Node.js 18 Released With Improved Security, Fetch API, and Next-10 Strategic Initiatives

By Blog, Node.js, Project Update

Node.js 18 is available now! It adds multiple key features of enterprise and small- to medium-sized enterprises including increased security support, the Fetch API, and it is part of delivering on the larger Next-10 strategic initiative within Node.js that is pushing forward key priorities including modernizing HTTP and keeping Node.js on the forefront of web development. 

As part of increased security support, Node.js has been announced as the first pilot open source community to be supported by OpenSSF’s Alpha-Omega Project. Alpha-Omega is committing $300k to bolster the Node.js security team and vulnerability remediation efforts through the rest of 2022, with a focus on supporting better open source security standards and practices.

“The Node.js team continues to do fantastic work. The open governance structure for Node.js has led to tangible improvements in security and forward-thinking planning, and the main features of Node.js 18 will be highly valuable to enterprises of all sizes,” said Robin Ginn, OpenJS Foundation executive director. “Whether you’re a new user or already have Node.js broadly implemented, now’s a good time to install and test Node.js 18.”

Following its long-established release schedule, Node.js 18 is a Current release, which means it’s the right time for testing by enterprises, before being suitable for production usage when it is promoted to long-term support (LTS) in October 2022.

“The Node.js project contributors and collaborators continue to do an excellent job, and I want to thank them all. We continue to improve and grow, and I believe Node.js is a real open source success story,” said Bethany Griggs, Node.js Technical Steering Committee member, and Senior Software Engineer at Red Hat. “As always, current releases, like Node.js 18, are the perfect time to test in your own unique development environment. If you’re a Node.js user, please try out Node.js 18 and give us feedback. Your feedback directly contributes to our ability to move new features into stable releases more quickly.” 

For comprehensive information on specific Node.js features, see the Node.js team release announcement written by the Node.js project contributors: LINK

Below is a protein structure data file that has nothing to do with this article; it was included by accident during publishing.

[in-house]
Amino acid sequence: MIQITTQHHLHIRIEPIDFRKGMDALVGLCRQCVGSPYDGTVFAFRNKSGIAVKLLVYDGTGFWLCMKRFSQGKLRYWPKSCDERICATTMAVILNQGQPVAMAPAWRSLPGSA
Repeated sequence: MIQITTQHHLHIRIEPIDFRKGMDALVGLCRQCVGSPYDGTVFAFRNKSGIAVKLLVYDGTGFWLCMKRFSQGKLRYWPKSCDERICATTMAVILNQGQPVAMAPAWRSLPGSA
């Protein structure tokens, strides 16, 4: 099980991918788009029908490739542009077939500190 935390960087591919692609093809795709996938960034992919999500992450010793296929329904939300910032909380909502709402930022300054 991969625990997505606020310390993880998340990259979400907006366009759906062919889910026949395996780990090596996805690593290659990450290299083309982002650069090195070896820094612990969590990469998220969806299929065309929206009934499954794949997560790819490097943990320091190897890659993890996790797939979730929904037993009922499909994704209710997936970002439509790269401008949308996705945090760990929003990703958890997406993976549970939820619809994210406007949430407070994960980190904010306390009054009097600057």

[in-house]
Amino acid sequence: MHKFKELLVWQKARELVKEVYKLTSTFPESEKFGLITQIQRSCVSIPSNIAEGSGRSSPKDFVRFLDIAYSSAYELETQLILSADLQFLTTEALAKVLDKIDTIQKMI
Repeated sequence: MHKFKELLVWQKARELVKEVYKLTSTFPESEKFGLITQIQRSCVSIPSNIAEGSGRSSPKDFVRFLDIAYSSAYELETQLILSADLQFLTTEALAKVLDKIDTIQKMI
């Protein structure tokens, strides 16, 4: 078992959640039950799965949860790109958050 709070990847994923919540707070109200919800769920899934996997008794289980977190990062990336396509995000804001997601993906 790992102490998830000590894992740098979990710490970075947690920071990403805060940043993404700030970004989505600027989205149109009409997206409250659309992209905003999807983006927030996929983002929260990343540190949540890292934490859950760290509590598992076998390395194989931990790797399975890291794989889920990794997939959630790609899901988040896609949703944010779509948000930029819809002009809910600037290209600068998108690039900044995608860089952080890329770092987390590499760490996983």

There are three key reasons to evaluate and upgrade to Node.js 18: Security, APIs, Future Planning.


This is the first version that will be later promoted to LTS with OpenSSL 3.0. OpenSSL 3.0 is a major new stable version of the popular and widely used cryptography library. OpenSSL contains an open-source implementation of the SSL and TLS protocols, which provide the ability to secure communications across networks. Among other key features, OpenSSL 3.0 contains a FIPS Module that has been submitted for validation. The Federal Information Processing Standards (FIPS) are a set of requirements enforced by the US government which govern cryptographic usage in the public sector. This is a key step forward in the cryptographic support in Node.js.

The Node.js project follows a well planned security release process, with regular outbound communications and more. In the last year, Node.js has formalized rotations around security. The commitment to take slots in the security release steward rotation is made by companies in order to ensure individuals who act as security stewards have the support and recognition from their employer to be able to prioritize security releases. 


Node.js 18 is adding even tighter synergy between front-end and back-end APIs. One of the key premises of Node.js is that JavaScript skills can be applied to the back-end. With Node.js 18, Fetch is globally available by default. The Fetch API provides an interface for fetching resources including across networks. It will seem familiar to anyone who has used XMLHttpRequest, but the new API provides a more powerful and flexible feature set.

“Node.js 18 will enable the Fetch API as a default. It’s been available since Node.js 17, but this moves forward Node.js application development, and it’s exciting to be a part of the process of improving Node.js in key fundamental areas,” said Michaël Zasso, Scientific research software engineer and co-founder at Zakodium, member of the Node.js Technical Steering Committee. “I would like to thank multiple team members and contributors, and in particular I would like to thank users who push us and support us. Thank you!”

XMLHttpRequest has been used by web developers enabling ajax and a whole new kind of interactive exposure. However, it has been slowly succeeded by Fetch API. Fetch API is Promise based, providing a cleaner and more concise syntax.

Future Planning

The Next-10 effort has elevated technical priorities which have led to discussions around modernizing http. The purpose of the Next-10 project is to work collaboratively on the strategic directions for the next 10 years of Node.js. Fetch API is one direct result of this process. The full Next-10 repository is available here: 

Node.js Training and Certification

The OpenJS Node.js Services Developer (JSNSD) and OpenJS Node.js Application Developer (JSNAD) certifications are available now. Node.js training courses are available to help you prepare for the exams: Node.js Application Development (LFW211) and the Node.js Services Development (LFW212). Discounts are available to members!

OpenJS Resources

Click here to learn more about how you could be a part of the OpenJS Foundation, and view these additional resources:

About OpenJS Foundation